Motion may also be determined by iteratively minimizing the entropy of motion-induced ghosts and blurring in an otherwise dark region of an image. Alternatively, data correlations between adjacent data lines can provide information about in-plane rigid body translation. Radial sequences can provide a self-navigating method for rigid-body motion correction using moments of spatial projections or the phase properties of radial trajectories. Motion correction in the slice direction has also been explored by monitoring amplitude modulations of the acquired data. A combination of some of these proposed techniques can be utilized to correct for in-plane rigid-body motion but does not include the ability to address other types of motion.
 The present application is directed to systems and methods which compensate for undesired motion utilizing an aliased error function derived using a plurality of data segments. In certain embodiments, the error function may be employed to recognize corrupted data and reacquire the portions of data which correspond to the area of the corrupted data. Further, embodiments may remove corrupted data retrospectively. In some embodiments, data that is corrupted by out-of-plane and/or non-rigid body motion is detected and compensated for during image reconstruction. Such utilization of an error function, and corresponding capabilities resulting therefrom, represents significant advances over prior compensation techniques.
 Certain embodiments of the present application provide for a self-navigating technique designed to detect and compensate for undesired motion observed in segmented sequences. For example, in some embodiments, two segments containing adjacent sets of k-space lines are compared and an aliased error function is produced which corresponds to a correlation of the two segments. In some embodiments, a global shift of the aliased error function may be observed and seen as indicative of the presence of other types of motion. Such shifts may be evident in the dispersion or breadth of the error function.
 While the concepts described herein may be employed for any imaging application, some embodiments may be particularly useful for detecting and compensating for errors observed during carotid imaging applications, such as detecting errors due to swallowing or head nodding. Certain embodiments may be implemented using existing legacy imaging systems which are adapted to utilize the methods described herein.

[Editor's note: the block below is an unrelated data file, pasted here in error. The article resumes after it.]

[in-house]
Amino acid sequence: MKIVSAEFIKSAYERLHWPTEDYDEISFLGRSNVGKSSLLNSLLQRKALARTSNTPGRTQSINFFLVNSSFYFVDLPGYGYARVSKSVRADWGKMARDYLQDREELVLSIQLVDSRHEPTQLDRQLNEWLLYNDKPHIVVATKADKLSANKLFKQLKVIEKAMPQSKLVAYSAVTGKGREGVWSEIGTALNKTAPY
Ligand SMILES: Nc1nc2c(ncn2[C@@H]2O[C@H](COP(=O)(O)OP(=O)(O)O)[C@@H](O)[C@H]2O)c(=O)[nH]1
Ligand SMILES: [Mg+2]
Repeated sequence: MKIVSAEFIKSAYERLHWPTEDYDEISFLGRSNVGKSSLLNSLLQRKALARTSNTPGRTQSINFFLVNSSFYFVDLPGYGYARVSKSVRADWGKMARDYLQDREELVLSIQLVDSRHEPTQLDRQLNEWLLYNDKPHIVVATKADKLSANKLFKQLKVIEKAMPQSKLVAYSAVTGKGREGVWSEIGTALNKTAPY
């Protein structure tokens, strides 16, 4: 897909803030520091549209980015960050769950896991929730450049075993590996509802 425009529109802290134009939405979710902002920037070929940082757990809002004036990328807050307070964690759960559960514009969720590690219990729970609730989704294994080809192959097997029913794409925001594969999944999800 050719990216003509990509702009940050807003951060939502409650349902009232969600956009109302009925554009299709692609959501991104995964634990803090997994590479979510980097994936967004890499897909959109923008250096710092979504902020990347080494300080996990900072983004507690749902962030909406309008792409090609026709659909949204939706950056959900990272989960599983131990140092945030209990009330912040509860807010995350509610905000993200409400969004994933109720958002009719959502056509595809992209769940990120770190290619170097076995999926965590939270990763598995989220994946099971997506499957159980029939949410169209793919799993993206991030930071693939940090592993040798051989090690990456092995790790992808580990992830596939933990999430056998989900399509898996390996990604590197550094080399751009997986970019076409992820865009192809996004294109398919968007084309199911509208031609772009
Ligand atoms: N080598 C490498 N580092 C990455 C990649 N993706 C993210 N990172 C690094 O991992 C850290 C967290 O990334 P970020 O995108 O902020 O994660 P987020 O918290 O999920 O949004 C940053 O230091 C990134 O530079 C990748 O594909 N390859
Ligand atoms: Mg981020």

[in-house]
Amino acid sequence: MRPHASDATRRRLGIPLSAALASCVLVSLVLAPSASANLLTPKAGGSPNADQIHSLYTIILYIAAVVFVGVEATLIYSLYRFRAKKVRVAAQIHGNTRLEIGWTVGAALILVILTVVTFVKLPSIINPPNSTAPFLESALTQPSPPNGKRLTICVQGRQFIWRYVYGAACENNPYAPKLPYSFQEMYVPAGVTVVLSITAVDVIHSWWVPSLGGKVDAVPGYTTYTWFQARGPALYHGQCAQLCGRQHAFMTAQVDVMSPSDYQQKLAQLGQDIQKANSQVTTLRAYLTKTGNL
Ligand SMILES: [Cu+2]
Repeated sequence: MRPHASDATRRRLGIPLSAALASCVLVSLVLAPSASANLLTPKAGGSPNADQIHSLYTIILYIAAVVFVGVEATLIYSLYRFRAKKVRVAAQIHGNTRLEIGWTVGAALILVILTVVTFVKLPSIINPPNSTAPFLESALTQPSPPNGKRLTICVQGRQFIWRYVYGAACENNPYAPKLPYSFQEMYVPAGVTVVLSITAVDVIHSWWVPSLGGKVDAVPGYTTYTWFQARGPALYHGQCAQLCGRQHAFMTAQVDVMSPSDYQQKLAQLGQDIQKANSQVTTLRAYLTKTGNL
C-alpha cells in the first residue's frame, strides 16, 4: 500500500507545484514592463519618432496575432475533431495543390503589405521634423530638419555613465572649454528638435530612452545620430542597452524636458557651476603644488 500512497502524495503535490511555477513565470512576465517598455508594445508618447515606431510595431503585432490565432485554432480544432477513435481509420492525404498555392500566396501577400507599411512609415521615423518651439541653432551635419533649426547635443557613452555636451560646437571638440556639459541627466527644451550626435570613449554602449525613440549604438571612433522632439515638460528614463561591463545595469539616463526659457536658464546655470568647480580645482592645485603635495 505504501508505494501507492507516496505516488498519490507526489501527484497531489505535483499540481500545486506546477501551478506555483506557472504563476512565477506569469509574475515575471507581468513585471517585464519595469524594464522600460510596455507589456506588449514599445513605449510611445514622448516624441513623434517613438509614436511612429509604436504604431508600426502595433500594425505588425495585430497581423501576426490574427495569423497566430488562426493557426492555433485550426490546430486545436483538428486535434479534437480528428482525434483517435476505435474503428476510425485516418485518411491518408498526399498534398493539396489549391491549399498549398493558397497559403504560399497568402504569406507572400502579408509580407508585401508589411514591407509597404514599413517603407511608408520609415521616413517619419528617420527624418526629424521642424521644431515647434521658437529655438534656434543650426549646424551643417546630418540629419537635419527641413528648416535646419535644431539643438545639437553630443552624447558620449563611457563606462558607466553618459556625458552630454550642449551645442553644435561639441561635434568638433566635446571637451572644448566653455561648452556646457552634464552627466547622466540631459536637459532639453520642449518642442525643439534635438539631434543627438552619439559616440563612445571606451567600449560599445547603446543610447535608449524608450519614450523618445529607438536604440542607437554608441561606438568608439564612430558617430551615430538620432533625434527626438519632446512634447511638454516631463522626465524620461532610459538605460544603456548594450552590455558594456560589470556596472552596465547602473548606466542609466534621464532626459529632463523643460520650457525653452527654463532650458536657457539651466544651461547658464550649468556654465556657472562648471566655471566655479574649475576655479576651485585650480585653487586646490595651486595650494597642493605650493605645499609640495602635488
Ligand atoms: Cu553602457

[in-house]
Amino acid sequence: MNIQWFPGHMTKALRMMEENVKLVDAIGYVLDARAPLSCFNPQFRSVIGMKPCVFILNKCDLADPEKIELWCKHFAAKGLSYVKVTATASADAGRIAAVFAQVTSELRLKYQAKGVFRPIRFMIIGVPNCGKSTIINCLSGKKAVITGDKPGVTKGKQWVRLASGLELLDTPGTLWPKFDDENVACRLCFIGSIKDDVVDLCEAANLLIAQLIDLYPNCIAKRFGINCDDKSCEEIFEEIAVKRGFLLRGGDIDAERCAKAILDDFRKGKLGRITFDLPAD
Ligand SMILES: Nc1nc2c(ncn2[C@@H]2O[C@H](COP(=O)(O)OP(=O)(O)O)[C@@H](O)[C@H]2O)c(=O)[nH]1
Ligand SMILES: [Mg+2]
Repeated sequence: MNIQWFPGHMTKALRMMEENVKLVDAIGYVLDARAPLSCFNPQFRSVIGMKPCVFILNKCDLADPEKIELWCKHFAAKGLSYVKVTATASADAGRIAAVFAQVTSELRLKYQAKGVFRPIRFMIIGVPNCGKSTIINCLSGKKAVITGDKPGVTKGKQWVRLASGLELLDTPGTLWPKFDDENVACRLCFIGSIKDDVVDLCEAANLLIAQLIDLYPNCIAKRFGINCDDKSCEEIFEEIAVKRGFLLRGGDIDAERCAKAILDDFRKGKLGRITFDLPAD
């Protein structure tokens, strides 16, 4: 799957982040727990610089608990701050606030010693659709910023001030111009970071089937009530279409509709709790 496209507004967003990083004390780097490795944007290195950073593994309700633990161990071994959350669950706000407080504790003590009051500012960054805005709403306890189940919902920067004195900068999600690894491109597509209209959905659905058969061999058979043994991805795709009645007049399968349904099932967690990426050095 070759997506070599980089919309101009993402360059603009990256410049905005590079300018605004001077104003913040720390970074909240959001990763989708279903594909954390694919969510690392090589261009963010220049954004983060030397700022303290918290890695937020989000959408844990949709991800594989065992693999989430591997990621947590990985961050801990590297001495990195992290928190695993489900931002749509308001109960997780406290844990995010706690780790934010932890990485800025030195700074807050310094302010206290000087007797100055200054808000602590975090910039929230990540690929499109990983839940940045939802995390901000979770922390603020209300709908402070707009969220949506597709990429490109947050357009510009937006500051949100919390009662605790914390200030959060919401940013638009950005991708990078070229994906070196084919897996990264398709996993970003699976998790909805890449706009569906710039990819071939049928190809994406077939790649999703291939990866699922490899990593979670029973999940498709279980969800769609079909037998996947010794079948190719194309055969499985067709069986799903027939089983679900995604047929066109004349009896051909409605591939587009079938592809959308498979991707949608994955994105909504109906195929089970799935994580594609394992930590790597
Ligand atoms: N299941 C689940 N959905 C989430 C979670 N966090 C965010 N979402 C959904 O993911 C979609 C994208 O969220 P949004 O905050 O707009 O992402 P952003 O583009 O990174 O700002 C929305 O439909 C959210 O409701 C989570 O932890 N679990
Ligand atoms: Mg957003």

According to one embodiment, an imaging system may be provided which comprises a processing device configured to receive raw image data. The processing device may be configured to analyze correlation factors between a plurality of image scans and calculate an error function corresponding to the correlation of the plurality of image scans, e.g., comparing a subset of k-space lines to another sub-set, or comparing an image frame to another image frame. The processing device may be further configured to output a control signal to a transducer device which instructs the transducer to reacquire a particular image scan of the plurality of image scans in the event that the error function indicates that corrupt data has been received. Alternatively, other corrective or compensating measure may be triggered in response to the detection of corrupted data. For example, the processor may implement parallel imaging or constrained reconstruction techniques in response to particular properties of the error function.
 An additional embodiment provides for a self-navigating method to compensate for motion of a subject being imaged. The method includes receiving image acquisition data and analyzing correlation information of the image acquisition data between a plurality of points in k-space. The method further includes calculating an error function corresponding to the correlation information and determining whether new acquisition data is needed for a particular point in k-space. If new acquisition data is needed, embodiments may be configured to receive new acquisition data for the particular point in k-space and reconstruct an image using the new acquisition data.
 A further embodiment provides a computer program product having a computer readable media including instructions encoded thereon. When the instructions are executed, the computer program product may cause a device to receive image data which has a plurality of sequences, wherein at least one of the sequences are corrupted by motion of a subject being imaged. With the received sequences, the program may analyze a correlation between the at least one corrupted sequence and an adjacent sequence of the plurality of sequences and calculate an error function corresponding to the correlation. Based on the error function, the program may detect/identify the corrupted sequence. In certain embodiments, the program may (e.g., in response to the detection of the corrupted sequence) also acquire additional sequence data to replace the corrupted sequence in order to generate a reconstructed image.